By: Gage Diabo, The Eastern Door
More Mad Max than The Orenda, Mohawk made a gory, crowd-pleasing splash during its world premiere at the Fantasia International Film Festival.
Set during the War of 1812, when the Mohawks of present-day New York remained neutral, the film involves the cat and mouse chase between a small group of Mohawk and a pack of bloodthirsty American soldiers.
While it ventures into some (no pun intended) heated territory, Mohawk is by no means dry or historical.
Indeed, the film is most satisfying when it toys with its audience’s expectations. In terms of genre, it plays mostly like a 70s exploitation film, with hints of spaghetti western, revenge drama, and even (with kudos to director Ted Geoghegan’s background in horror) slasher flicks.
Perhaps the most fitting description of all came from the festival emcee, who introduced the film as “a home-invasion thriller where the ‘home’ is the entire continent of North America.”
Although its limited budget shows from time to time in its shaky camerawork and sketchy period costumes, Mohawk is nothing if not a meticulous and well-researched film.
During a Q&A after the screening, Geoghegan explained that his co-screenwriter Grady Hendrix had a lifelong obsession with the history of the War of 1812 and that his insight accounts for the film’s close attention to historical detail.
The script also incorporates a generous helping of un-subtitled Kanien’kéha dialogue, for which local speakers Akwiratékha Martin and Wentahawi Elijah served as consultants.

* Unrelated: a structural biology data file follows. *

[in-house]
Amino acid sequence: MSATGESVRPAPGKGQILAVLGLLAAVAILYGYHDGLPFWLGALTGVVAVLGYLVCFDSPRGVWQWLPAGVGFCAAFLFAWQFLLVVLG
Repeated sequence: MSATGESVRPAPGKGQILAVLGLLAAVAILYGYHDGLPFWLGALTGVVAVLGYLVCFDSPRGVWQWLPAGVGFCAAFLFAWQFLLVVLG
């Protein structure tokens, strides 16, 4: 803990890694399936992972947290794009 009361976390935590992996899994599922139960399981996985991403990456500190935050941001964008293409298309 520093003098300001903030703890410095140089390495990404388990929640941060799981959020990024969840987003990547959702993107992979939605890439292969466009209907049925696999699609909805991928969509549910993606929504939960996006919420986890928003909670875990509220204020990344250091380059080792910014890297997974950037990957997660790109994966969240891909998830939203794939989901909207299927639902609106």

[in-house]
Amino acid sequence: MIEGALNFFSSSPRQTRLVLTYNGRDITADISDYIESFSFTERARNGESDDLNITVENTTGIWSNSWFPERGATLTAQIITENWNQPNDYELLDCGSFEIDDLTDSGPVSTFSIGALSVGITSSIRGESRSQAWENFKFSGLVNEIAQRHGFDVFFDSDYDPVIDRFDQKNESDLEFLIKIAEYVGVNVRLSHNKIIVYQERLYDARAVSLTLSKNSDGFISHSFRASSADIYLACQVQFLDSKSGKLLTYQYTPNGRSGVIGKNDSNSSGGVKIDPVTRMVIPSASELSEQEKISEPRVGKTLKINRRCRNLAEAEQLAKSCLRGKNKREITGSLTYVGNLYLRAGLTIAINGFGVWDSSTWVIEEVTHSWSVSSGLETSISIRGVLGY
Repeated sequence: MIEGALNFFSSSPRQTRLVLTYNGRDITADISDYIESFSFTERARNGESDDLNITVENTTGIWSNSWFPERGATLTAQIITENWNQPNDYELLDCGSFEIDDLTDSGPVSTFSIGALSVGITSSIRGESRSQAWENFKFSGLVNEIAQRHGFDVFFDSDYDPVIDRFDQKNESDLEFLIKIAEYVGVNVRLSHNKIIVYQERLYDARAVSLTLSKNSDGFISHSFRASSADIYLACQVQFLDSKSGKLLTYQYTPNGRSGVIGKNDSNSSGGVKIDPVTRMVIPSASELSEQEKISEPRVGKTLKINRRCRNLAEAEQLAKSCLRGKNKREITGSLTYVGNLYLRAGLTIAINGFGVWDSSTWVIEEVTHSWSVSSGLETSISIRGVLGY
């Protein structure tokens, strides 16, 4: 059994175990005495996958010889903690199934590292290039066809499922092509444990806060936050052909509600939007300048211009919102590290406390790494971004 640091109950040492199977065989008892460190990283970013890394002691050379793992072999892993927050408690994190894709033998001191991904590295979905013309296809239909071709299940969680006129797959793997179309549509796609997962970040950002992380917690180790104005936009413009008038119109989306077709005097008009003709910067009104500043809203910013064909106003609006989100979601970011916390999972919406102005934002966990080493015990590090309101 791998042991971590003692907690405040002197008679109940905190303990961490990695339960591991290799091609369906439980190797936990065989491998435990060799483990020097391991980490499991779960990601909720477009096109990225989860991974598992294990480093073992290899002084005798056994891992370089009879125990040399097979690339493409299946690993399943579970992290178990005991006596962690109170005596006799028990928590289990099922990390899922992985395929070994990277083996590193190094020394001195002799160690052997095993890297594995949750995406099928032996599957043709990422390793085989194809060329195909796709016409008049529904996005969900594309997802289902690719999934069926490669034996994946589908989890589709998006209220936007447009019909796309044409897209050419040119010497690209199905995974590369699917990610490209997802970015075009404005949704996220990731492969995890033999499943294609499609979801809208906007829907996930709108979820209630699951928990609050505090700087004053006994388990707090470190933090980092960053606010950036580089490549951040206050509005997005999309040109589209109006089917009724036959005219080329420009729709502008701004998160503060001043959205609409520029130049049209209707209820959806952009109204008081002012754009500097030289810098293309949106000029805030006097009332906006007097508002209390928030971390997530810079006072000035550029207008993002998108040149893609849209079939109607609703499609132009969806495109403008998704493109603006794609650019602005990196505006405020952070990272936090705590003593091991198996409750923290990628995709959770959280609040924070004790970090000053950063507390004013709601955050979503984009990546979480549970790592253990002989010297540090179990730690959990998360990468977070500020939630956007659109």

As for why those lines remain untranslated for English viewers, the director said that he wanted to let the language “live as its own thing” without the risk of having it dumbed-down or lost in translation.
At the same time, the main drawback is that, for a film with the title Mohawk and with such anti-colonial sympathies, the story is decidedly lacking in Indigenous presence.
Kahnawake’s own Kaniehtiio Horn receives top billing as Oak, the Mohawk warrior who leads the resistance against the American invaders. Yet, except for a particularly awesome climactic fight sequence, neither she nor the other Indigenous characters get very much to do during the film.
Instead, the film makes it obvious that the screenwriters were more enamoured with the non-Native characters. Brought to life with scenery-chewing zest by a colourful cast of character actors, including WWE wrestler Luke Harper, the Americans overwhelm Mohawk to the point where it’s easy to forget there are even Mohawks in the story in the first place.
Still, these political shortcomings don’t diminish the film’s impact as a blood-soaked thrill-ride. Between Goeghegan’s precise direction, Horn’s dramatic intensity, and some great practical gore effects by Marcus Koch and Cat Bernier, the film had Saturday night’s audience gasping, squirming, and cheering at all the right moments.
Mohawk is certainly not the kind of movie that will show up in film school textbooks or essays on First Nations cinema, but it felt right at home as part of Fantasia’s eclectic lineup. Keep an eye out for it as a fun midnight movie, so long as you don’t take it too seriously.